The estimated sales price of $78.1 million is a slight discount off the properties’ market value of $81.5 million. About two thirds of the units in the properties are occupied by tenants, with the remainder vacant.

    The deal with Pacifica is structured as a joint-venture arrangement, similar to deals structured by the Federal Deposit Insurance Corp. Under the deal, Fannie Mae will receive an up-front payment of $12.3 million from Pacifica, which collects a fee worth 20% of all rental income. Any profits beyond that will be split between the two partners, with 90% going to Fannie until it collects $49.3 million. After that, profits will be split on a 50-50 basis.

    A representative of Pacifica couldn’t be reached for comment.

    The deal is the first of more than 2,000 of Fannie Mae’s foreclosures that are being sold under a bulk sales initiative encouraged by the Obama administration.

    Similar sales are expected to be announced for Las Vegas, Los Angeles, Phoenix and Chicago in the coming weeks. Fannie had planned to sell more than 540 properties in Atlanta, but wasn’t able to reach an economically viable deal to sell them, people familiar with the deal said.

    However, the strategy’s impact is likely to be smaller than investors had hoped last year. One key reason is the housing market’s gradual return to health.

    As a result of rising home prices, Fannie has been able to recover more money through foreclosures, which the company sells off one by one. In the second quarter of this year, the company recovered 59% of outstanding mortgage balances, on average, through foreclosure sales, compared with 54% a year earlier.

    Now that home prices have started to rise, Fannie’s ability to recover money through selling off foreclosures will likely increase.

    This trend could dissuade Fannie from offering up for sale foreclosures that don’t already have tenants, according to a person familiar with the company’s strategy.

    Earlier this year, Fannie offered 2,490 properties – 70% of which were single-family homes — for sale to investors and nonprofit groups. The effort was designed to take advantage of strong rental demand amid a soft housing market. Of the nearly 110,000 foreclosures owned by Fannie, about 8% of those are currently rental properties.

    If Fannie does not expand the foreclosure sale program, it will be a relief to real-estate agents. Realtors, particularly in California, have been upset by the prospect that Fannie could circumvent them and sell thousands more properties directly to real-estate investors.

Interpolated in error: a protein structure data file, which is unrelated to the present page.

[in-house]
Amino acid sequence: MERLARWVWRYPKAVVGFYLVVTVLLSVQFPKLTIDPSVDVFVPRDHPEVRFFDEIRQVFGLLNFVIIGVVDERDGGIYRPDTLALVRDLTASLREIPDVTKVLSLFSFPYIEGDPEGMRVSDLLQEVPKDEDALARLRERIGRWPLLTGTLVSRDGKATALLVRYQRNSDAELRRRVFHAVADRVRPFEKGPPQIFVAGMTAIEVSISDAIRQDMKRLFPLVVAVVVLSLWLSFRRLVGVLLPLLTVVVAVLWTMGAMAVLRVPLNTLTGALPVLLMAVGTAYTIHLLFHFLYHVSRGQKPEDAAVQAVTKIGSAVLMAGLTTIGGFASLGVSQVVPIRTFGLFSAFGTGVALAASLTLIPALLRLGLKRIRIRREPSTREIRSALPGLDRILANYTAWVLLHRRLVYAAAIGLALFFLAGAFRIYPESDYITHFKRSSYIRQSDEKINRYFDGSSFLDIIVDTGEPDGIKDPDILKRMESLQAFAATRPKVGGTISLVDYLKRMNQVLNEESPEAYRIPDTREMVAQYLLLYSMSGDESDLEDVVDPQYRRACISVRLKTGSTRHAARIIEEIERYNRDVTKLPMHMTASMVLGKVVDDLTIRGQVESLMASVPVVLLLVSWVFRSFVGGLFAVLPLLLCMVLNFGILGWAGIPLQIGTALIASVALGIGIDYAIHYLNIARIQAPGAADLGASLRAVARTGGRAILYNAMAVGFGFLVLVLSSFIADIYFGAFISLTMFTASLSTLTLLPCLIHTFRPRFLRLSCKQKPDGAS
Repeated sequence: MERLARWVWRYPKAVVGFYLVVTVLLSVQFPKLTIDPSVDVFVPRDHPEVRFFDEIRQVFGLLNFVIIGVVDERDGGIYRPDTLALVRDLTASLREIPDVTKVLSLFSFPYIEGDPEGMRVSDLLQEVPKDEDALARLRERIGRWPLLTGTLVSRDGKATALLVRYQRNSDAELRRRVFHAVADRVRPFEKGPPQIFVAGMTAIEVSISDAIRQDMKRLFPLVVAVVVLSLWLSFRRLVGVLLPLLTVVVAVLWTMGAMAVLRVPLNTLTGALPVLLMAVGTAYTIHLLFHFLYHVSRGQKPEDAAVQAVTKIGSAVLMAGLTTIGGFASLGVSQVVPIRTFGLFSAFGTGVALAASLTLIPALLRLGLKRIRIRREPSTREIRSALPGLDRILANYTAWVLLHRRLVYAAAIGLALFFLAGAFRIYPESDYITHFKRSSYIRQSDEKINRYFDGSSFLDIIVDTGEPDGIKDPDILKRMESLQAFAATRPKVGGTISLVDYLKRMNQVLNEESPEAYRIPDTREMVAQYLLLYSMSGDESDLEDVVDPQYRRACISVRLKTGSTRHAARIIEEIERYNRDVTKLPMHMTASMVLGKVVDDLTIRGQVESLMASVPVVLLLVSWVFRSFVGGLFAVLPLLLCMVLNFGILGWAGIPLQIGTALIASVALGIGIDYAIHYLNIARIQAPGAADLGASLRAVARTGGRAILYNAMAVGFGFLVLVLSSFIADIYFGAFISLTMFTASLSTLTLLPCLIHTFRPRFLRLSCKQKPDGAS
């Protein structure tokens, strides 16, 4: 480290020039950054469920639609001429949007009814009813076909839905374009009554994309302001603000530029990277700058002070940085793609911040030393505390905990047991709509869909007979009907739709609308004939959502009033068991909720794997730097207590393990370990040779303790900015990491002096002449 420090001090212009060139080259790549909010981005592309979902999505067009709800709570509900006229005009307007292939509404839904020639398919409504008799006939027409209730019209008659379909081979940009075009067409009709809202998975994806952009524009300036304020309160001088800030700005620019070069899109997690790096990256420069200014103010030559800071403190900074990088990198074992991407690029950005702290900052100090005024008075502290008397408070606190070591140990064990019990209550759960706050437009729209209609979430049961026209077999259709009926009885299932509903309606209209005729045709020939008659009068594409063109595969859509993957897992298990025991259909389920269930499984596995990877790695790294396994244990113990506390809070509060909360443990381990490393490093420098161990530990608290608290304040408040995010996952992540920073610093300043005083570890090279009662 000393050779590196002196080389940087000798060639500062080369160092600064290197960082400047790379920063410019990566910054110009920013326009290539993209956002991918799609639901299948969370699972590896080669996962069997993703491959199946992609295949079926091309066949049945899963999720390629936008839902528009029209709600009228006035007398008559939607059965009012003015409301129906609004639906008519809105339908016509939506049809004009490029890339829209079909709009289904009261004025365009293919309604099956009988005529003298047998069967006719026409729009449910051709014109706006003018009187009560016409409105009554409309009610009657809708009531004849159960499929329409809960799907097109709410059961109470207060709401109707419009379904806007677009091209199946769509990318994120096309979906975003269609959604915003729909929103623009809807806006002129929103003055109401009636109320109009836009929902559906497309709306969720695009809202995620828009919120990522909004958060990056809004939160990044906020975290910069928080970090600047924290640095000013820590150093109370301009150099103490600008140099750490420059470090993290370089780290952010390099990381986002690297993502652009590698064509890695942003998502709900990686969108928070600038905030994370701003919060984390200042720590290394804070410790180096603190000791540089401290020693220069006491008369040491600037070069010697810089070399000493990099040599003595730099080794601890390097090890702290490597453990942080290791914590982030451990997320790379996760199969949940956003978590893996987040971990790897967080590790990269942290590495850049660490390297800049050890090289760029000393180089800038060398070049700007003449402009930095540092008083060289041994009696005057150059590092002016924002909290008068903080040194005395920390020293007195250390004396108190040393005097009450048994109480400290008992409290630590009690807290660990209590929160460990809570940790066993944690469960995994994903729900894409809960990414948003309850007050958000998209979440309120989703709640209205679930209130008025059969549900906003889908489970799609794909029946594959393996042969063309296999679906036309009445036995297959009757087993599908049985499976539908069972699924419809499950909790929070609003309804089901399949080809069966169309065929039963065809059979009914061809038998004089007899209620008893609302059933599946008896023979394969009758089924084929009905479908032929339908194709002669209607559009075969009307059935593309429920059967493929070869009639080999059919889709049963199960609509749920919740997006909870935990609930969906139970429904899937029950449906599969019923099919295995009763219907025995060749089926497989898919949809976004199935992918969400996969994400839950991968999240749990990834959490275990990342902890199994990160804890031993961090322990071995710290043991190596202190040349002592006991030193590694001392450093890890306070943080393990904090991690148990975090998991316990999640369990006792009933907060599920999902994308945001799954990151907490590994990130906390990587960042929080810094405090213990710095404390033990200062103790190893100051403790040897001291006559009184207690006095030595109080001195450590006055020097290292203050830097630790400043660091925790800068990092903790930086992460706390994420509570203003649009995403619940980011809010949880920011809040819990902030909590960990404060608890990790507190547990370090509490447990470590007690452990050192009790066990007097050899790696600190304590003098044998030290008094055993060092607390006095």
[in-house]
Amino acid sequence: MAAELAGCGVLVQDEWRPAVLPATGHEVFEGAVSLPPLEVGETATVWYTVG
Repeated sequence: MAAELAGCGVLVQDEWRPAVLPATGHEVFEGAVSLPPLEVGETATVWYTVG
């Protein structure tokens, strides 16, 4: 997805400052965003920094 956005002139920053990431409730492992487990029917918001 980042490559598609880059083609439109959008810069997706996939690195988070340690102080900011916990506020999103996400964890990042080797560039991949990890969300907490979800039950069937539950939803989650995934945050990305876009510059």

Follow Alan at @AlanZibel

    Senate Democrats try again to push housing refinance plan


    3:17 p.m. CDT, September 10, 2012

    Zawatski earns seniors real estate specialist designation

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    Zawatski earns seniors real estate specialist designation

    The Seniors Real Estate Specialist Council of the National Association of Realtors awarded Eileen Zawatski the Seniors Real Estate Specialist (SRES) designation. Ms. Zawatski, a licensed Realtor since 2004 a licensed now working with William Raveis Real Estate in Old Greenwich, was required to successfully complete a comprehensive course in understanding the needs, considerations and goals of real estate buyers and sellers age 55 and older.

    The SRES Council, founded in 2007, is the world’s largest association of real estate professionals focusing specifically on representing senior clients in real estate transactions.

    Ms. Zawatski is a member of the Greenwich Association of Realtors, the Connecticut Association of Realtors and the National Association of Realtors. She is also a member of the Greater Fairfield County Consolidated Multiple Listing Service and the Greenwich Multiple Listing Service. And when not working in real estate, Ms. Zawatski is a member of the Glenville Volunteer Fire Company’s Fire Police and is a member of The Woman’s Club of Greenwich. She may be reached at 203-536-8129 or This e-mail address is being protected from spambots. You need JavaScript enabled to view it .